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The Education of a Real Estate Investor

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Today's Article: "The Education of a Real Estate Investor"

 

What do you think of when you hear the word education? Do you think of the fundamentals, like the ABC’s? Do images of the hallowed halls of your alma mater come to mind? What about practical education? Did you need a certain degree or even certification for your current profession? Any or all of these things are reasonable interpretations of what it means to be educated in today’s society. That said, how does education apply to real estate?

Real estate investing, for as valuable commodity as the product is, is a profession that doesn’t require a degree to get started. Sure, policy makers when it comes to real estate interest rates and such have a finance background. Sure, some of your team members have a solid educational background (CPA’s and attorneys come to mind) but most were not trained in real estate specific areas. What about realtors and mortgage brokers? Basically, it works like this. You take a training course over a few weekends, pass a test, and you can be licensed to either broker real estate or issue mortgages. Not exactly the pinnacle of educational scrutiny, now is it?

Don’t get me wrong here. I’m not scoffing at the training certifications for these professions because you, as a real estate investor, need even less formal education to do what you do. There is no requisite certificate or degree that stipulates you are able to invest in real estate. All you need is the desire, right? Oh, I wish it were just that simple. If you think about it, part of the animosity faced by real estate investors from other professionals in the field may be due to just that. We’re out there making offers, working deals (at least if we’re doing what we’re supposed to) without any sort of training. From the standpoint of the critics, it’s just a step shy of real estate anarchy! I of course don’t see it that way and yet I find it useful to see things from an alternative perspective from time to time.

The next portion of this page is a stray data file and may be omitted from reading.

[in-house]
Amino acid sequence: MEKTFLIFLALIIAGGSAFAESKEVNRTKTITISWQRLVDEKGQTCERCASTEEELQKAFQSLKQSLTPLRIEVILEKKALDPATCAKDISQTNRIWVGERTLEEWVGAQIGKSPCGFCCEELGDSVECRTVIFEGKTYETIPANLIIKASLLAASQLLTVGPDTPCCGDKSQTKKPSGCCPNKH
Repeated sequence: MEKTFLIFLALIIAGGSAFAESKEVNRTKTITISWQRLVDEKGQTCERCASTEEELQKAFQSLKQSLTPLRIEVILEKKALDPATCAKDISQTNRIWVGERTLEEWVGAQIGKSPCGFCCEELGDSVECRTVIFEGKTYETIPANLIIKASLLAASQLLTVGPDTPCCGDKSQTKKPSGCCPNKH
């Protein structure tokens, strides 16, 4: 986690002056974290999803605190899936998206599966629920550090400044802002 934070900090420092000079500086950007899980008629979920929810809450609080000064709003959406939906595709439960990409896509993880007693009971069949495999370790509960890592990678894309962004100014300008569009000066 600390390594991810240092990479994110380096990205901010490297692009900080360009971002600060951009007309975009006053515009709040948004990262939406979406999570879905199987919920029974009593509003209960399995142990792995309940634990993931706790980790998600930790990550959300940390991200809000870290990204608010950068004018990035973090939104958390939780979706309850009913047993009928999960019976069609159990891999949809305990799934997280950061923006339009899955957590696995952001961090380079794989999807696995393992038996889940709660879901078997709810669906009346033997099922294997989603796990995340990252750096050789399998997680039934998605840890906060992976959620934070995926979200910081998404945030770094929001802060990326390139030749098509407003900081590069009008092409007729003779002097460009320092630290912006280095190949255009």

Although informal and absent professional credentials or certificates, education for the professional real estate investor is available and can take any number of forms. Many investors to their credit and benefit take advantage of several of the education options available to them. Some of the most common forms of real estate investor education include:

  • Books and/or audio materials
  • Attending meetings at a local Real Estate Investor Association (REIA)
  • Seminars
  • Personal coaching/mentoring
  • Experience (aka the School of Hard Knocks)

Let’s take a moment to explore books/audio material. In posts to follow, we will go through each of the forms I listed previously. Again, while no one educational outlet can ever promise to deliver everything you need to be successful, every little bit helps and can help build your arsenal of knowledge.

Books and/or Audio Materials

Never underestimate the power of a good read. I heard someone say that once and I have no doubt there is truth to the statement. As an investor, however, you must look at books (or their audio equivalents) as resources, rather than your primary source of education. Just to rehash, books can provide you with the following: Basic real estate knowledge, inspiration, a financial vocabulary, an overview of real estate techniques and examples of how to interact with clients.

The list could be longer but my point here is that books are a basic type of resource, giving you so-called ‘literacy’ in your craft. They may also be your source of inspiration. Perhaps it was a book that first gave you the idea to become a real estate investor and, if so, that’s great, because for me it was a book that originally sparked my intrigue with this business. What books do not and cannot give you however, are real world experience and they should never be a substitute for going out, interacting with other investors, building a professional team, and simply working the business.

I’ve seen many an investor who had an impressive real estate “library”, full of books, home study courses, and even audio and video materials. Sure, it looks impressive, but the real validation of a real estate investor comes from actually doing deals. I’m in no way discouraging you from acquiring reading materials, as these will all help you educate yourself in some way and build the confidence in your ability to step out of your comfort zone to succeed.

What you want to avoid is the tendency to keep acquiring more books, looking for that proverbial ‘golden nugget,’ when your fear of taking action is what is actually holding you back. This may not apply to you, but if it does, take a more rounded approach to your education, get out there and start physically working the business, and it will be easier to cross that hurdle into success.


 

 
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